Orange, she asserts, is a violent color. Why? “As queer as a clockwork orange,’” Stewart notes, is the Cockney expression that inspired the title of Anthony Burgess’s 1962 novel A Clockwork Orange. “It’s roughly the equivalent of our ‘three-dollar bill,’ something so odd that it can’t be trusted. I like how Burgess describes his intent in his book’s introduction: a person programmed only to perform good or evil ‘has the appearance of an organism lovely with color and juice, but in fact only a clockwork toy to be wound up by God or the Devil … or the almighty state.’”

While Stewart says she likes orange, she notes that it has a rich history of signaling cheapness and vulgarity, and, “it doesn’t require much of a leap to taint a lower-class color with associations of violence.”

And what about prisoners’ orange jumpsuits, I ask? Wouldn’t wearing a symbol for violence breed more violence? Stewart argues that orange prisonwear is for visibility, “especially during perp walks, and as a strong visual signifier separating those in the cage from those who aren’t.” As she describes in the book, “correctional facilities in Cleveland County garb their prisoners in pink shirts and yellow-and-white-striped pants. Dressing like a gaudy Easter egg is apparently part of their punishment.”

I always wanted to know why green was considered lucky and unlucky. How can the color that dominates the natural world symbolize such extremes of fortune?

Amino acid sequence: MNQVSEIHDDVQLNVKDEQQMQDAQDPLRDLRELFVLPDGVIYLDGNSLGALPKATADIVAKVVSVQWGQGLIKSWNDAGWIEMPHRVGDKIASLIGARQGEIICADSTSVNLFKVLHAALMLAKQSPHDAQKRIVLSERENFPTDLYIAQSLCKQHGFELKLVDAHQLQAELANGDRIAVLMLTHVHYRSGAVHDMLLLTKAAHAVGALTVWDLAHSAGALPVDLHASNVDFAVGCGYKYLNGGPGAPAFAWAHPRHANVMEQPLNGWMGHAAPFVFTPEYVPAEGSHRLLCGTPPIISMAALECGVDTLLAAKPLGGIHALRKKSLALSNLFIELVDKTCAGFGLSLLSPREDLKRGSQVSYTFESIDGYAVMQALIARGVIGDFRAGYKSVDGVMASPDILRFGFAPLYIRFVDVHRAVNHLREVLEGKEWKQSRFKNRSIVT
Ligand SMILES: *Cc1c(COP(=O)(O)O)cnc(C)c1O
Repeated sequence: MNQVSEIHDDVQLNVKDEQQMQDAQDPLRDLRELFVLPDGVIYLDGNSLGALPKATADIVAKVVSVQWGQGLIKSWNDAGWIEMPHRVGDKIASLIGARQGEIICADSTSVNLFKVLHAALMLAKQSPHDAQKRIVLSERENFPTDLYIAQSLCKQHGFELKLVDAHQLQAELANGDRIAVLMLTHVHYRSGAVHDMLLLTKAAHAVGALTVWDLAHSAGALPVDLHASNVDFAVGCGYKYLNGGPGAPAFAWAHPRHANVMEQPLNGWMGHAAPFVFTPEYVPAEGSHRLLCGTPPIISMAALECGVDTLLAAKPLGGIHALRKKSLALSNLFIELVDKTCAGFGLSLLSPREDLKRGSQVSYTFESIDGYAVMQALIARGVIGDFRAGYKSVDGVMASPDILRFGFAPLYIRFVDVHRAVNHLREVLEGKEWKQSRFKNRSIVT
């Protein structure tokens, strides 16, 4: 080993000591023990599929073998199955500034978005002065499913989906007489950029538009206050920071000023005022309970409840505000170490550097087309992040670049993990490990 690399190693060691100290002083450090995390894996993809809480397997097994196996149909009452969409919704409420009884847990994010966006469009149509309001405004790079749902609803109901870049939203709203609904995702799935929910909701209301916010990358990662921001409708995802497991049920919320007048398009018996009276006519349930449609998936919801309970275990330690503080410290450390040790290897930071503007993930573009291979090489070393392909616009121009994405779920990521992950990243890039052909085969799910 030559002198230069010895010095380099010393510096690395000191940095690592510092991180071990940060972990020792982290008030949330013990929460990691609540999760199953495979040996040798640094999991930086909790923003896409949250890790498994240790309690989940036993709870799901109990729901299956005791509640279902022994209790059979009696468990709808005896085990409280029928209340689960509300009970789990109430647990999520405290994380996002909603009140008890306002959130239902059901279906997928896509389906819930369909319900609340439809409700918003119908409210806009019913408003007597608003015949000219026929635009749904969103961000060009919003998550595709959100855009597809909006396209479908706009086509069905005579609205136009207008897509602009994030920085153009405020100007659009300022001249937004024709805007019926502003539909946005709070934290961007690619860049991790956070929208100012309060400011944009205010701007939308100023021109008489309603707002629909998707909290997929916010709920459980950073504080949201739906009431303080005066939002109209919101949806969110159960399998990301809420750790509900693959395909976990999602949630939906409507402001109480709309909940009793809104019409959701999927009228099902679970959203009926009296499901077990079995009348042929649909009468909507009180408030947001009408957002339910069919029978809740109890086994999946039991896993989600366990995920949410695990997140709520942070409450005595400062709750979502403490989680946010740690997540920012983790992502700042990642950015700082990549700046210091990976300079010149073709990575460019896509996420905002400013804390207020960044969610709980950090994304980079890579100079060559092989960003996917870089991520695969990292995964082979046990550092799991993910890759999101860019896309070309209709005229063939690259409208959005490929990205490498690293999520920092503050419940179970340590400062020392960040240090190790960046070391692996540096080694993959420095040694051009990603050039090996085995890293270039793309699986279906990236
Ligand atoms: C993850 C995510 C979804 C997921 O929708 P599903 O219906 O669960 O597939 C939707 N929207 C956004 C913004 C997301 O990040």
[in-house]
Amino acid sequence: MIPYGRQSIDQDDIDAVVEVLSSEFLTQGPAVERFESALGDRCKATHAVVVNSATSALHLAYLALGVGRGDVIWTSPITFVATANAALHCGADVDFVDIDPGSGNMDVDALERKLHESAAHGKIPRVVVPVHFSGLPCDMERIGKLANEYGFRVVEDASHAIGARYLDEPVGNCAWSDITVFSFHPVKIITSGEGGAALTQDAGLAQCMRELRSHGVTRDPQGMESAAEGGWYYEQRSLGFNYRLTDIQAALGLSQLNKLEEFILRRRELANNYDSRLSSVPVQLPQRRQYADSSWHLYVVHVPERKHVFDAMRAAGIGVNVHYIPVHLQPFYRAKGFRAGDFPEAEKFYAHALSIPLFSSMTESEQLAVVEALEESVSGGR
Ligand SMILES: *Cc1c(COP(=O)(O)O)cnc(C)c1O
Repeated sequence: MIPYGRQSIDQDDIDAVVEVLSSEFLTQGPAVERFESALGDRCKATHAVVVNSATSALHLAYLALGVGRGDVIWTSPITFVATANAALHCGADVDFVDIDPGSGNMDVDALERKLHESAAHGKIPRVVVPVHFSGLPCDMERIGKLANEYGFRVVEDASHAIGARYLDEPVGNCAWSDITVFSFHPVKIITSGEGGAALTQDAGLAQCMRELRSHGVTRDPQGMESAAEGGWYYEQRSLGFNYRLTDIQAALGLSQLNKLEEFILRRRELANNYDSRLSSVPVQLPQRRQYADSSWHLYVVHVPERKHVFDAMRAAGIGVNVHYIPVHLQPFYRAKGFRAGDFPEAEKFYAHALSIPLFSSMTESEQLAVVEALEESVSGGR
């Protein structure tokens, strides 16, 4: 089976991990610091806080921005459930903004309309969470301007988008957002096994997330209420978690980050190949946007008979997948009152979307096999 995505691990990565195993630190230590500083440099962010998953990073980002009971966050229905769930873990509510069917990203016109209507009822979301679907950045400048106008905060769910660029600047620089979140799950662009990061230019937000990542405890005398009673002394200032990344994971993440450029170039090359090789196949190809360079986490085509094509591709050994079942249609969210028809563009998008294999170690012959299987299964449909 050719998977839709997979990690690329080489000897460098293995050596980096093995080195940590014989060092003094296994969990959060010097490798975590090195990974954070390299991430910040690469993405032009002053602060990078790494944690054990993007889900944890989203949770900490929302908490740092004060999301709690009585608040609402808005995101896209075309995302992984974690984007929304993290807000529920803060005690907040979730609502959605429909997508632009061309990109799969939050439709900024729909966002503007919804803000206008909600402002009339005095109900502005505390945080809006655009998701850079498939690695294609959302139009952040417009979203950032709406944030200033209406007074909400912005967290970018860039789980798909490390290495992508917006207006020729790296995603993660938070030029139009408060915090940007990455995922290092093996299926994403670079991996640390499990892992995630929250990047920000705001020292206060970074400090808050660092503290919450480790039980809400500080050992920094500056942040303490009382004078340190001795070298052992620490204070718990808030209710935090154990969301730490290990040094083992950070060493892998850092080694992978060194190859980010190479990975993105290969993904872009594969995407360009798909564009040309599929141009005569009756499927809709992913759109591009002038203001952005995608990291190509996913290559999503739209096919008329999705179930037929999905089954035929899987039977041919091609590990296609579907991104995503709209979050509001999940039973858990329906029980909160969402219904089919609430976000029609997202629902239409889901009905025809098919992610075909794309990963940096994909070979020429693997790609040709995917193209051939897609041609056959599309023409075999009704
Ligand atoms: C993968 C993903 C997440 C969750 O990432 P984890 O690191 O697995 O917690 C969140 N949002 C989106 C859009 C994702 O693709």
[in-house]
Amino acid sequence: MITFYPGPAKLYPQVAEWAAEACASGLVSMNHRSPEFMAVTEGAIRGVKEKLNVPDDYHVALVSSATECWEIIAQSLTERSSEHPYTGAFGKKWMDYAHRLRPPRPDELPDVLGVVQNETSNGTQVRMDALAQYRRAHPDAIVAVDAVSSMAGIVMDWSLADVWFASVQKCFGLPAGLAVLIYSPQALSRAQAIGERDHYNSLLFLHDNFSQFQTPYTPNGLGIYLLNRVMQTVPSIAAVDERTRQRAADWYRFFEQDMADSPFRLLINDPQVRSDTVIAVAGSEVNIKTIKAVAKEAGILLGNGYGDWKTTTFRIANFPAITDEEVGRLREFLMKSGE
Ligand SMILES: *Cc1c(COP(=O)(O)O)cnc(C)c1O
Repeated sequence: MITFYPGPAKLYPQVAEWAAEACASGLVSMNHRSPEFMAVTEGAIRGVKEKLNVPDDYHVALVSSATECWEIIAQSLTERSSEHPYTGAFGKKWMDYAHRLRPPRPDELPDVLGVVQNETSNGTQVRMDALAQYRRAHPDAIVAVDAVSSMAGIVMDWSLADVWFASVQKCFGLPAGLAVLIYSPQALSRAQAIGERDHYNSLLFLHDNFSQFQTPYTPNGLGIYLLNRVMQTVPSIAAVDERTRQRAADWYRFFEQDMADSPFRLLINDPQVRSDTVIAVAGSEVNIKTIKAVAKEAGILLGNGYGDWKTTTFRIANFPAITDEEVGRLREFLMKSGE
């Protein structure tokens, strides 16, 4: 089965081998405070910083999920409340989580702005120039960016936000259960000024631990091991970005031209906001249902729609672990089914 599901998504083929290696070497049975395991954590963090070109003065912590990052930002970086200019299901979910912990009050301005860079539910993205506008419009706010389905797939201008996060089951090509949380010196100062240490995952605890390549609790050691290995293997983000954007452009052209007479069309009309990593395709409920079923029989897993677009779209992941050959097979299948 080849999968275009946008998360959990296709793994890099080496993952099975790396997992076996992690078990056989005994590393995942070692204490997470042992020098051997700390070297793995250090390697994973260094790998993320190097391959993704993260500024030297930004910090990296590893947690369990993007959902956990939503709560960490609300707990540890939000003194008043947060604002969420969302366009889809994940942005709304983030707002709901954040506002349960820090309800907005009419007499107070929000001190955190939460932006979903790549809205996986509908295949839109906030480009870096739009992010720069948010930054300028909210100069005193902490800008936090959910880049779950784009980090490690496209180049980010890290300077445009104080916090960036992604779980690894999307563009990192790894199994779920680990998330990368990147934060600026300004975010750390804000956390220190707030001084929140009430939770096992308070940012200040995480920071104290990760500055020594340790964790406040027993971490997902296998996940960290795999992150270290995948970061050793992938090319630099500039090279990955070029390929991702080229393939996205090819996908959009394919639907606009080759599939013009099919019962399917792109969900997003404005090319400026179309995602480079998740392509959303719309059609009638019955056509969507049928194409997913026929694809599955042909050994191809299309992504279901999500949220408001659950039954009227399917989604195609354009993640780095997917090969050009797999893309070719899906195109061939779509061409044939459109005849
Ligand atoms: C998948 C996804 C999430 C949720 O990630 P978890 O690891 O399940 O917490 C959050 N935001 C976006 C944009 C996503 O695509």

“It’s unanswerable in a sense, but let’s consider some of the evidence,” she says. “In China, men hesitate to wear green hats, because the phrase ‘to wear a green hat’ in Chinese sounds exactly like the one that means ‘to be cuckolded.’ Green cars and magazine covers are both stigmatized as unlucky for murky reasons. I relate in the book a controversy over whether or not Napoleon was killed by his own green wallpaper. On the lucky side of things, we have green as the auspicious color of Islam and Muhammad, Confucius’s praise of the 10 virtues of jade, theater’s green room and all the explanatory lore about how it earned its name. It’s hard to say what about green prompts so many conflicting responses, but nonetheless the through-line is there.”

Stewart says she is not running for America's color czar, issuing decrees about the practical uses of color or proselytizing “tasteful” choices. Her goal is “simply to open your eyes again to all the meanings colors can contain.”

Which means answering common queries. Like, pressingly: Are there literally 50 shades of gray? “The gray chapter of Roy G. Biv opens with an entry titled 'A Million Shades of Gray,'” she says. “Here’s that entry in its entirety: ‘Roget’s International Thesaurus sets the mood for gray’s emotional range, one that stretches from the mud to the stars: Iron. Dun. Drab. Dingy. Leaden. Grizzled. Slate. Mousy. Ashen. Limy. Salt-and-pepper. Dove-colored. Silvery. Chiaroscuro. Grisaille. Pearlescent. Dappled.’ In a more pragmatic vein, I just checked Benjamin Moore’s website to find out how many shades of gray paint they offer: a solid 150-plus.”

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Steven Heller is a contributing writer for The Atlantic, the co-chair of the MFA Design program at the School of Visual Arts, and the co-founder of its MFA Design Criticism program.